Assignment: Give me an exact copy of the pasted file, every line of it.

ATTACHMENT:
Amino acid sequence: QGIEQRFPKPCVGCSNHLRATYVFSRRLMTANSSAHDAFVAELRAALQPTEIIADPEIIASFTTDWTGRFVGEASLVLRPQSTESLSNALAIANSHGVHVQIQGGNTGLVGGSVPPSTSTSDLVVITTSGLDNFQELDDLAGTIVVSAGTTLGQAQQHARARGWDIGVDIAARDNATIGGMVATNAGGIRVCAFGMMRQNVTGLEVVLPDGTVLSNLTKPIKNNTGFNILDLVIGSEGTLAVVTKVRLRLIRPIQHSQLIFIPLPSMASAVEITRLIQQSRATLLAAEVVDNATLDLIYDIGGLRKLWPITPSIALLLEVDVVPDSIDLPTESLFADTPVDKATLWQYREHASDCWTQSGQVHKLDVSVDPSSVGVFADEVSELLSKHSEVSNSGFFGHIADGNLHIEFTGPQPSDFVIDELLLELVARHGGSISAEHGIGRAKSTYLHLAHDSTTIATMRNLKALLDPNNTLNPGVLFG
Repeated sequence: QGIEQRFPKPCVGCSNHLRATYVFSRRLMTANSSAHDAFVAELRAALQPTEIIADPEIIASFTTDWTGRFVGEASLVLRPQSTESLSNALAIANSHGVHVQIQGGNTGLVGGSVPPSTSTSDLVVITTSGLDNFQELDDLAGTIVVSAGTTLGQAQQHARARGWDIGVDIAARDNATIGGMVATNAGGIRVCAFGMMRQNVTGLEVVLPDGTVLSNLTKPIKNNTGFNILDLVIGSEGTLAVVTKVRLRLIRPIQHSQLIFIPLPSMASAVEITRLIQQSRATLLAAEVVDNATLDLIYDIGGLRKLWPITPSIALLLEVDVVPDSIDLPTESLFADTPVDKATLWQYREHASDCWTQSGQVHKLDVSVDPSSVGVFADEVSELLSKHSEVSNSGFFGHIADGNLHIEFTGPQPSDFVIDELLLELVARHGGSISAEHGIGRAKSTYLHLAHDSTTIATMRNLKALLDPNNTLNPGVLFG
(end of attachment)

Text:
Amino acid sequence: QGIEQRFPKPCVGCSNHLRATYVFSRRLMTANSSAHDAFVAELRAALQPTEIIADPEIIASFTTDWTGRFVGEASLVLRPQSTESLSNALAIANSHGVHVQIQGGNTGLVGGSVPPSTSTSDLVVITTSGLDNFQELDDLAGTIVVSAGTTLGQAQQHARARGWDIGVDIAARDNATIGGMVATNAGGIRVCAFGMMRQNVTGLEVVLPDGTVLSNLTKPIKNNTGFNILDLVIGSEGTLAVVTKVRLRLIRPIQHSQLIFIPLPSMASAVEITRLIQQSRATLLAAEVVDNATLDLIYDIGGLRKLWPITPSIALLLEVDVVPDSIDLPTESLFADTPVDKATLWQYREHASDCWTQSGQVHKLDVSVDPSSVGVFADEVSELLSKHSEVSNSGFFGHIADGNLHIEFTGPQPSDFVIDELLLELVARHGGSISAEHGIGRAKSTYLHLAHDSTTIATMRNLKALLDPNNTLNPGVLFG
Repeated sequence: QGIEQRFPKPCVGCSNHLRATYVFSRRLMTANSSAHDAFVAELRAALQPTEIIADPEIIASFTTDWTGRFVGEASLVLRPQSTESLSNALAIANSHGVHVQIQGGNTGLVGGSVPPSTSTSDLVVITTSGLDNFQELDDLAGTIVVSAGTTLGQAQQHARARGWDIGVDIAARDNATIGGMVATNAGGIRVCAFGMMRQNVTGLEVVLPDGTVLSNLTKPIKNNTGFNILDLVIGSEGTLAVVTKVRLRLIRPIQHSQLIFIPLPSMASAVEITRLIQQSRATLLAAEVVDNATLDLIYDIGGLRKLWPITPSIALLLEVDVVPDSIDLPTESLFADTPVDKATLWQYREHASDCWTQSGQVHKLDVSVDPSSVGVFADEVSELLSKHSEVSNSGFFGHIADGNLHIEFTGPQPSDFVIDELLLELVARHGGSISAEHGIGRAKSTYLHLAHDSTTIATMRNLKALLDPNNTLNPGVLFG